Noting that her government legislative committee has processed over the past year and a half no less than 1,500 new legislative proposals, Shaked wrote an op-ed in the right-leaning website Mida, saying that “every time the Knesset puts its faith in a new law intended to serve a worthy cause and solve a social or economic problem, we are, in effect, raising our hands to support a vote of no confidence. … It’s a vote of no confidence in our ability as individuals and as communities to manage ourselves in a good enough manner; it’s a vote of no confidence in the wisdom of the nation and of each person to create and preserve mechanisms that are better than those which are designed artificially by experts; it’s a vote of no confidence in the ability of familial, social and economic communities to run their own lives and strive successfully to reach their goals.”

Spoken like a true, sane Libertarian. And a Libertarian who knows how to combine the principles of freedom with the ideals of nation and Torah — could make one fine prime minister some day. Which is why we believe 5776 was the year of Ayelet Shaked.


Religious Zionist Rabbi Offers Homosexuals Alternative Approaches

Thursday, July 21st, 2016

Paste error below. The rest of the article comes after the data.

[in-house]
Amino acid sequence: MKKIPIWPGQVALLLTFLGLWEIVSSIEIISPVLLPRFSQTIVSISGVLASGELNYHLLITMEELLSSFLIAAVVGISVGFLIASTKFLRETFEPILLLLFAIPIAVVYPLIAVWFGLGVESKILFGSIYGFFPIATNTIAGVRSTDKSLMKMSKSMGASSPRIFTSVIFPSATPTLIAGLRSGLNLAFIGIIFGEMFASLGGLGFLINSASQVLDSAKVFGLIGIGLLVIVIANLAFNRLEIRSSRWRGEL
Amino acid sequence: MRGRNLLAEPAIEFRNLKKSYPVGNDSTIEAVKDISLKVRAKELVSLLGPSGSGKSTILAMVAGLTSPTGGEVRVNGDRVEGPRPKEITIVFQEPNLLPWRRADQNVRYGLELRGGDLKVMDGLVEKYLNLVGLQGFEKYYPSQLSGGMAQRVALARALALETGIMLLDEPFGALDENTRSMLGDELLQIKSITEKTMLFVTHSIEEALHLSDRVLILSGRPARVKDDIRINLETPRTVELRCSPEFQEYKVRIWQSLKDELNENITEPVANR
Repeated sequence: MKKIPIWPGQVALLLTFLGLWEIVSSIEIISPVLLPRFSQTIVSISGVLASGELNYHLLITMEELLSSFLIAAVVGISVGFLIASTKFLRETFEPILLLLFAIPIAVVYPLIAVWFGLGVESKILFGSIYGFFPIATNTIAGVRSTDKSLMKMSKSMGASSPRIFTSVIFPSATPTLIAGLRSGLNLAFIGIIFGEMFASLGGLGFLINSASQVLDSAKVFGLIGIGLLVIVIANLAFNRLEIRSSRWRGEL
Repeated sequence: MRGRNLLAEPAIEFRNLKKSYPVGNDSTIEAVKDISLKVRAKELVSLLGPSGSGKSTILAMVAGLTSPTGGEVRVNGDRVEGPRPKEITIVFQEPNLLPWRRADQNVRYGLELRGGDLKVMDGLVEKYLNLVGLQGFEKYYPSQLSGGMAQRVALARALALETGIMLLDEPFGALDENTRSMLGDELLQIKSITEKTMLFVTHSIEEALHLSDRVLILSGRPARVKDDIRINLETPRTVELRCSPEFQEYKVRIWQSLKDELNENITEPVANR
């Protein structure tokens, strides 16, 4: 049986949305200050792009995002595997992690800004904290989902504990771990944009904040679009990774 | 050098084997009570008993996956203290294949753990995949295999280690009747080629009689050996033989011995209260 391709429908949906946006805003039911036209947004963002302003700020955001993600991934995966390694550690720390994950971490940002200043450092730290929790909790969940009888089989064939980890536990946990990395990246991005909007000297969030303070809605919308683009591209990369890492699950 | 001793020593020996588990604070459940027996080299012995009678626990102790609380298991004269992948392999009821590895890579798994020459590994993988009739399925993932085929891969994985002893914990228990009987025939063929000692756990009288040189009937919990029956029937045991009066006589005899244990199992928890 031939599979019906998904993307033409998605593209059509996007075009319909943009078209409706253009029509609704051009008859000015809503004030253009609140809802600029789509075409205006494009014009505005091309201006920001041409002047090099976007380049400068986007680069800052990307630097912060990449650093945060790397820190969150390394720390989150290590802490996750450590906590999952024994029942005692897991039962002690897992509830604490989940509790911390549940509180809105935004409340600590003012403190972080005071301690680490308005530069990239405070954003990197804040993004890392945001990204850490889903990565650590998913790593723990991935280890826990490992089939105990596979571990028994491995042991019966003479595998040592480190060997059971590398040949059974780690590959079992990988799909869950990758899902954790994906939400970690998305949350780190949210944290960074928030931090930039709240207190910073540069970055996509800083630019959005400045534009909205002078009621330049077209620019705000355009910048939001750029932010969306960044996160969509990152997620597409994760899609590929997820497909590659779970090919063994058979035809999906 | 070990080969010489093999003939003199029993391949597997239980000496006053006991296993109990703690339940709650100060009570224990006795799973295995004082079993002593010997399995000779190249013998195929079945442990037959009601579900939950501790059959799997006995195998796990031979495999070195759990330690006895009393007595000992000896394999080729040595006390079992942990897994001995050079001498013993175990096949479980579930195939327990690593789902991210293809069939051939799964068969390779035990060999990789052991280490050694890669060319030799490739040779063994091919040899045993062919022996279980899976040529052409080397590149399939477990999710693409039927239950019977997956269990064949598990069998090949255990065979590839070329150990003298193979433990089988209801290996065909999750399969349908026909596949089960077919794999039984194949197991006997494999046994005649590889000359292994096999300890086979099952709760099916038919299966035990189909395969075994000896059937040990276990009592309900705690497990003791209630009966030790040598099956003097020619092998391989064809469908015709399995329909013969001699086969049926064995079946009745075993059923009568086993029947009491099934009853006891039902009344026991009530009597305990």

By Tzvi Lev/TPS

Jerusalem (TPS) – While controversy has been brewing over several prominent rabbis’ comments on homosexuality and the Jerusalem gay pride parade, a well known religious-Zionist rabbi has been quietly setting up Orthodox gay men with lesbian women to be married, an idea that is considered revolutionary in the religious-Zionist world.

The Anachnu (“we” in Hebrew) organization is an NGO founded in 2011 by Rabbi Areleh Harel and is associated with Kamoha, a support organization for religious homosexuals who wish to have a conventional marriage.

As a resident of Shiloh and a teacher at the Elon Moreh Yeshiva, which is commonly associated with the ultra-Orthodox stream of religious-Zionism, Rabbi Harel does not seem a likely candidate to run a matchmaking service for homosexuals yet he began taking interest in the matter 12 years ago.